Secondly, preservatives are not and have never been used in MMR. It is a live vaccine, and preservatives are used only in inactivated vaccines. Should a preservative be used, a single dose of vaccine would contain less Thimerosal than the natural quantity in a pear.
Thirdly, babies are exposed to numerous organisms every day and suffer from many viral infections each year, but they survive. When vaccinated with multivalent vaccines (i.e. vaccines that provide immunity against a number of organisms), babies respond with just as many antibodies as when vaccinated with the individual vaccines separately.
What are the reasons to vaccinate?
Raising a child means you would do anything to keep them safe and healthy. You watch them as they explore new places and protect your home against potential hazards. But, what about the hazards you can’t see that can potentially cause serious illness, disability, or even death in young children?
Serious diseases are still out there…
Thanks to vaccines, most young parents have never seen the devastating effects diseases like polio, measles, or whooping cough (pertussis) can have on a child, family, or community. It is easy to think these are diseases of the past, but they still exist. Children can—and do—still get some of these diseases. In fact, when vaccination rates are low in a community, it is not uncommon to have an outbreak.
Diseases don’t stop at the border
The occurrence of polio is rare and polio cases have decreased by over 99% since 1988, from an estimated more than 350 000 cases to 22 reported cases in 2017. This reduction is the result of the global effort to eradicate the disease. Today, only 3 countries in the world have never stopped the transmission of polio (Pakistan, Afghanistan and Nigeria).
Despite the progress achieved since 1988, as long as a single child remains infected with poliovirus, children in all countries are at risk of contracting the disease. The poliovirus can easily be imported into a polio-free country and can spread rapidly amongst unimmunized populations. Failure to eradicate polio could result in as many as 200 000 new cases every year, within 10 years, all over the world.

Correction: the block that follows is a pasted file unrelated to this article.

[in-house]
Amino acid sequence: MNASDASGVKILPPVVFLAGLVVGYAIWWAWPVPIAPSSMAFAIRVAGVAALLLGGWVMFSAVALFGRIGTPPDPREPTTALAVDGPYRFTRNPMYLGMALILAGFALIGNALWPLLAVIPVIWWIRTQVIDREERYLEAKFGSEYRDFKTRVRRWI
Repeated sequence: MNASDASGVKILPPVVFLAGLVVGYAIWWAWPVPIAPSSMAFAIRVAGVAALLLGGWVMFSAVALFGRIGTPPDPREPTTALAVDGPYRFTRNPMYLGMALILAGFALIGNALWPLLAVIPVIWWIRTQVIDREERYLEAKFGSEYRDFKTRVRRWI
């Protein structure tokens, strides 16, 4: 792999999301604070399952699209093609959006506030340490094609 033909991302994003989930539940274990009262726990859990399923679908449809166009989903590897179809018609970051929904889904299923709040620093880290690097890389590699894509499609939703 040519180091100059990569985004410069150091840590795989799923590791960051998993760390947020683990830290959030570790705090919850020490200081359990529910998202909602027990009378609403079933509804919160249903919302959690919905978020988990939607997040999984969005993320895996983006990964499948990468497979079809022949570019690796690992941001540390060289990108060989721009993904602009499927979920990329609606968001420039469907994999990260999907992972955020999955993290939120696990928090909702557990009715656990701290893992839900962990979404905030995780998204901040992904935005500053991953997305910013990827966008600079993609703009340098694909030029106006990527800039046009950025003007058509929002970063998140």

Vaccines are the safe, proven choice
Vaccines are administered in order to save lives and preserve health. They are among the safest medicinal products and are administered to healthy individuals, including very young children. However, a small minority of persons who are vaccinated may experience reactions to the vaccine, most of which are mild and time-limited but can also, in rare cases, have a significant impact on health.
Fear of vaccine reactions, real or perceived, deters many people from being vaccinated. The problems of vaccine reaction and reluctance to be vaccinated have been known for many years in industrialized countries and is often raised after most of the benefits from immunization have been obtained with the disappearance of several diseases.
The WHO’s Global Vaccine Safety Blueprintwas drawn up to help protect people globally by ensuring the safe use of vaccines and for deriving maximum benefit from them. This initiative is a truly collaborative international effort, assisting all countries in making sure that vaccines do what they are supposed to do — protect all of us, and especially our children, from sickness and ill-health in the safest possible way.
Vaccination protects your family, friends, and community
Getting your child vaccinated helps to protect others in your community—your neighbour who has cancer and cannot get certain vaccines, or your best friend’s new born baby who is too young to be fully immunized. When everyone in a community who canget vaccinated doesget vaccinated, it prevents the spread of disease and can slow down or stop an outbreak. Vaccination’s immediate benefit is individual immunity: It provides long-term, sometimes lifelong protection against a disease.
As a result of the childhood immunization programme many diseases are now so rare that it iseasy to underestimate the importance of children’s vaccinations. The World Health Organization’s (WHO) Expanded Programme of Immunization (EPI) encourages immunization against measles, polio, pertussis (whooping cough), diphtheria, tetanus and tuberculosis. The South African Department of Health‘s schedule is in line with the WHO’s immunization recommendations. The guideline can be downloaded from this link: click here
When it comes to saving lives, vaccinations are one of the greatest breakthroughs in modern medicine. No other medical intervention has done more to save lives and improve quality of life.
Vaccines and Autism: A Tale of Shifting Hypothesis. Jeffrey S Gerber and Paul A Offit. Division of Infectious Diseases, The Children’s Hospital of Philadelphia, Pennsylvania